ESPN basketball analysts Jalen Rose and Jay Williams are so blinded by race that they can no longer clearly comprehend the sport’s black history. Rose accused the U.S. Olympic men’s basketball team of refusing to take an all-black squad to Tokyo. Williams mocked the Boston Celtics for hiring their “first” black head coach ever.
Both claims are absurd and completely false, but not surprising. Outkick blogger Bobby Burack said, “At ESPN, skin color is all that matters.”
Rose is triggered that Kevin Love, a white forward for the Cleveland Cavaliers, was named to the otherwise all-black Olympic team.
“Kevin Love is on the team because of tokenism,” Rose blurted out during Thursday’s “Jalen and Jacoby” program on ESPN.:
“Don’t be scared to make an all-black team representing the United States of America. I’m disappointed by that. Anybody that watched the league this year knows Kevin Love did not have a stellar season, was not the best player on his team, and did not necessarily deserve to be on this squad.
“I’m disappointed in Team U.S.A. for not having the courage to send an all-black team to the Olympics.”
Uh, Jalen, the 2016 USA Olympic team was all black. Whoops!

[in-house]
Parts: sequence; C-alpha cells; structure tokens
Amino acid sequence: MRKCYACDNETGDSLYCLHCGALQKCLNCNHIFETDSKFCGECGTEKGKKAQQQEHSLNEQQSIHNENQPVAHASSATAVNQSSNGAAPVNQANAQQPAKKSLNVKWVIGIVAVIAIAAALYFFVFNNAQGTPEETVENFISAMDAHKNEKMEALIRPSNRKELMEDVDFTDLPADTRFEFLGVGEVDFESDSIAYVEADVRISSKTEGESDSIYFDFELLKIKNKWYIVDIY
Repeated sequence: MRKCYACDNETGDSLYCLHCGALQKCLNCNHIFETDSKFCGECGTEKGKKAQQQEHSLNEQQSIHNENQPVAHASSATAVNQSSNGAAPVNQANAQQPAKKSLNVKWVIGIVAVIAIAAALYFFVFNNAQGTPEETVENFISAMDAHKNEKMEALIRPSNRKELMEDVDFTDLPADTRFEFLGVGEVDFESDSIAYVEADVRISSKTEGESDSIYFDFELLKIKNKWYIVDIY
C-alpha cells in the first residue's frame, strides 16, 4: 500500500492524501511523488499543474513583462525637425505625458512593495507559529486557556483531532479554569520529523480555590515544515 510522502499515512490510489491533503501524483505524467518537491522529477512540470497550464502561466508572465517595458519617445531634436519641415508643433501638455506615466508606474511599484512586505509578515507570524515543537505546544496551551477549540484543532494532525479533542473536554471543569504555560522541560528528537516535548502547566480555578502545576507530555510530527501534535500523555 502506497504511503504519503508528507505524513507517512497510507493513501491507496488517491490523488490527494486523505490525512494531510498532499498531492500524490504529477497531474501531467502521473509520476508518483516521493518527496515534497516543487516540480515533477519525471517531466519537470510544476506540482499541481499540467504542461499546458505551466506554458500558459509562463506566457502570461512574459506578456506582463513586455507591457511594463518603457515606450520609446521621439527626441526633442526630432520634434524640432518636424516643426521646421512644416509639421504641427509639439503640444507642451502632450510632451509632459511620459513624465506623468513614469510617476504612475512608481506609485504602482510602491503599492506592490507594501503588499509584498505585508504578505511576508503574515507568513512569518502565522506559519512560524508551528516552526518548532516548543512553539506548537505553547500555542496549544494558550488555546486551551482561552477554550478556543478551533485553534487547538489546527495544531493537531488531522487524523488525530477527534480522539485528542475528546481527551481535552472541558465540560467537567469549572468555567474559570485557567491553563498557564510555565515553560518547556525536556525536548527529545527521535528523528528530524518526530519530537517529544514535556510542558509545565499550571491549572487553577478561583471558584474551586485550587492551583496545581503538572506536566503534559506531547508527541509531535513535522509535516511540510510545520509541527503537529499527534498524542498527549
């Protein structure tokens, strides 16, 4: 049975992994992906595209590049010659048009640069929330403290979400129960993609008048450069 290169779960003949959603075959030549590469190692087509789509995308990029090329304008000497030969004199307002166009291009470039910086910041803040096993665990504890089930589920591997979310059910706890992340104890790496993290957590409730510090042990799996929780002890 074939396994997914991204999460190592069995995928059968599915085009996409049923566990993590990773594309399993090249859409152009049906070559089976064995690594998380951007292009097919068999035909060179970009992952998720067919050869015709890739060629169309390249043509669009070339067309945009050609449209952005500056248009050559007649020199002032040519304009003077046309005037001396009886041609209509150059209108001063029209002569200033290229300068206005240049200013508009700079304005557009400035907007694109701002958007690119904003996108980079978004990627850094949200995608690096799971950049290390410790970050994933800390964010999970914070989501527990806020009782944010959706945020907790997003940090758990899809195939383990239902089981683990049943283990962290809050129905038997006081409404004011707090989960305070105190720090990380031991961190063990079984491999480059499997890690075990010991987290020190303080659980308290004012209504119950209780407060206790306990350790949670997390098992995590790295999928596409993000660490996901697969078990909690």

Burack wrote: “Jalen Rose is distraught that a white player made the team. When the Left speaks of ‘inclusion,’ they really mean exclusion.”
Williams’ blunder was an attempt to indict Boston as a racist city, a favorite tactic among sports media. This week he congratulated Ime Udoka for becoming the Celtics’ first black head coach. In truth, Udoka is Boston’s sixth head coach of color – joining Bill Russell, K.C. Jones, M.L. Carr, Dock Rivers and Tom “Satch” Saunders. “Looking for racism daily must be challenging,” Burack wrote.
Later, Williams took to social media again to report that he’d been hacked and he wasn’t the author of the previous Tweet.
Not convinced of that, Burack asserted, “Of course Jay Williams would blame the hackers … Though there’s a sucker born every minute, ESPN’ Jay Williams prays there’s more than just one … I hadn’t seen such a poorly executed spin-job since Mark Cuban last tweeted.”
Burack theorized that Williams’ thought process went something like this.:
“I got a great idea: say you were hacked. You’ll be off the hook. Now, think of something else to tie to race and hope ESPN promotes you for it.”
How many “I got hacked” excuses does a person get, Burack asked. (It’s the oldest dodge in the digital age!) Because Williams’ error was a social media post, “he could not bring himself to admit it. He instead panicked and made it worse with an over-used, ineffective lie. Embarrassing.”
Williams deleted his original Tweet.
Outkick’s Alejandro Avila said there is no clear evidence of hacking, and he hopes Coach Udoka’s acuity for basketball history surpasses that of Williams.